THE HALF DECENT FOOTBALL MAGAZINE

6 May ~ Recently I have received several complimentary tickets to watch a Championship team but the experience has been decidedly mixed. When a friend's son signed for the club near me at the turn of the year, I was delighted for the young man involved but even happier for myself. He was moving hundreds of miles from friends and family and I would be there to support him. Just as importantly, I would get to stuff my face with prawn sandwiches and other delights ordinary paying folk could only dream of.

Sadly, while the adventure has lived up to expectations in many ways, in others it has become an uncomfortable experience. Watching a team scratch and fight to avoid relegation is never pretty at the best of times, but when you’ve little interest in their survival it's even harder. This diminishing interest was made worse by the lack of opportunities offered to your reason for being there – a young boy who is desperate to play but never given a run in a side which you feel he could only improve.

Having eventually come to terms with such issues, you are then faced with a football caste system which would leave any fan bemused. There are the surgically enhanced WAGs – they exist at Championship level too – who have clearly been investing their husband’s hard-earned cash into something they value highly, i.e. themselves. But above them, at the top of the pecking order, is the father of the promising loanee from a Big Four Premier League club, who makes disparaging remarks about all the other players in the team, even when he is sitting among their friends and family.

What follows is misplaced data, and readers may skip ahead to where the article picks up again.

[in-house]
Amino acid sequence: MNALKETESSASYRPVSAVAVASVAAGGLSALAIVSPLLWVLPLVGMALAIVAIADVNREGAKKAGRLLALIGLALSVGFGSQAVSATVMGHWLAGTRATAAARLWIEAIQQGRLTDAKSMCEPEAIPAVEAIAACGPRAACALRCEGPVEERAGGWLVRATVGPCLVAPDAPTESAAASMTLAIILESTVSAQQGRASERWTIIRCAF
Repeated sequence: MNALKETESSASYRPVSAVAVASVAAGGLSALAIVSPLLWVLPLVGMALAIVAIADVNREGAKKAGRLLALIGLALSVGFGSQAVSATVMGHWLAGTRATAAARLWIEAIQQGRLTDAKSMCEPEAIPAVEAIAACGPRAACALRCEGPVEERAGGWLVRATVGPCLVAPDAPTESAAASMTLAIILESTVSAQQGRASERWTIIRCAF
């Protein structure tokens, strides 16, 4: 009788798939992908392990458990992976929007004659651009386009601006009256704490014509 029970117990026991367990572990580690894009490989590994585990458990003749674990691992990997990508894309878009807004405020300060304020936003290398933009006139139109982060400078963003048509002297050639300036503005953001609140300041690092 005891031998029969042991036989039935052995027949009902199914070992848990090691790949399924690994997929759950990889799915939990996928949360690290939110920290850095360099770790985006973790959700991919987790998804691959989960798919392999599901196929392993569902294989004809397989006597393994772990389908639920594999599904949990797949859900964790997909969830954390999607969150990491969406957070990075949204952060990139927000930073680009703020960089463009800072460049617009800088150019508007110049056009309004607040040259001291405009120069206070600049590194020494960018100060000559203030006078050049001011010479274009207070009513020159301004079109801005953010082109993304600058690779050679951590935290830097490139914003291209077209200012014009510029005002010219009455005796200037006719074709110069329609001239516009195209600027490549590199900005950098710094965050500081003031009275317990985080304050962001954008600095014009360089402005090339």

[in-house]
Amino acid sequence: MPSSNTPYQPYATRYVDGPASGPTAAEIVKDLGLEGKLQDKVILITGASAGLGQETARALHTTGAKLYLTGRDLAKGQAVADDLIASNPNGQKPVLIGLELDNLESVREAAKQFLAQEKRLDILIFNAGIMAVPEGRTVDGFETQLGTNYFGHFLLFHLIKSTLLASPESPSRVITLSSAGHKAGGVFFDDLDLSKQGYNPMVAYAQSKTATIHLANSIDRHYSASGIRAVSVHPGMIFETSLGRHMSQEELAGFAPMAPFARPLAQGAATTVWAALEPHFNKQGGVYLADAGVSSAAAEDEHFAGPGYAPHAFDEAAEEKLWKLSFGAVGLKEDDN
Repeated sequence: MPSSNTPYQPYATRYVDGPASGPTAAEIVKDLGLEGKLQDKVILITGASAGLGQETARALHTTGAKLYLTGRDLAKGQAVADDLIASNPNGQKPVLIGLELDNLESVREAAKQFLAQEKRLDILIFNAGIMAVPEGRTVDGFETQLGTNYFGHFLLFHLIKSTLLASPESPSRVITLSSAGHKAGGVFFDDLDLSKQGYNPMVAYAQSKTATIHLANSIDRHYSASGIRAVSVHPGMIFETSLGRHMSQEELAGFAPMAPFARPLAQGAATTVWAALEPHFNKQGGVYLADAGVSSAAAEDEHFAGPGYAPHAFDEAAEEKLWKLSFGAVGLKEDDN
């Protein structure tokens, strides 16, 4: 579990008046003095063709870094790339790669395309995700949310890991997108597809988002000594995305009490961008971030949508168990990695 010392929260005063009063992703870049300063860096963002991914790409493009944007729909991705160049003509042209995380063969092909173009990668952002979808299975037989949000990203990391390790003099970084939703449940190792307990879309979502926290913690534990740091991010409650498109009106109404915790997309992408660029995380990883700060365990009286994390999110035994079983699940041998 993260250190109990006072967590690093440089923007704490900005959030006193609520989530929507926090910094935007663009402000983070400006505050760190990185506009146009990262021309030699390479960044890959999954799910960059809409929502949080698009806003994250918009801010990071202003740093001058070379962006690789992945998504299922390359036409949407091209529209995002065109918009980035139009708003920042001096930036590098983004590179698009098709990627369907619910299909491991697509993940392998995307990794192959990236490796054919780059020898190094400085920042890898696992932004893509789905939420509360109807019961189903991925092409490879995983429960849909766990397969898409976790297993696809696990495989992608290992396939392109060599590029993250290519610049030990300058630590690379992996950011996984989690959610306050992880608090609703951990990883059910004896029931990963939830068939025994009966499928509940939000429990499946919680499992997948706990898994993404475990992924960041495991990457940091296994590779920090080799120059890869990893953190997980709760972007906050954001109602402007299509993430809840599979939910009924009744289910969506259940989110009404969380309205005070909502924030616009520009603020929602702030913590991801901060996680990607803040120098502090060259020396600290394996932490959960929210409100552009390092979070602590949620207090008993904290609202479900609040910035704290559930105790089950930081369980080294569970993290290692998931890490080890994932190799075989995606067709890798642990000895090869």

For his son, having to slum it in the Championship is clearly a strain, hence his need for an entourage reminiscent of the crowd of hangers on around an American heavyweight boxer in the 1970s. This leads to mutters of disquiet among the other members of the freebie fraternity who have been limited to two tickets and then see the entourage eating all the fruitcake and hoarding the free programmes.

This all takes place in the main executive box, the one reserved for people whose player is in the starting 11 – another means to separate the wheat from the chaff. Technically speaking this is not the best box as it is tight in the corner of the ground – the smaller box for the friends and family of the subs is slightly further along towards the centre-line. However, no matter where you have been placed, you do not want to be in a box with a player who is not playing.

In the football caste system, these people are the untouchables. Players appear very uncomfortable in this set up, clearly aching to be out on the pitch. This is a view shared by most of the other people in the box, especially if you put your foot in it by asking if they are injured when in fact they are fit but dropped and not even on the bench.

So you are ever offered a complimentary ticket, don’t just think of the free programme, coffee and (entourage permitting) fruitcake. Ponder on the maelstrom of emotions you might be faced with in a world where football is much more than just a game to the people you are watching it with. Kevin Donnelly

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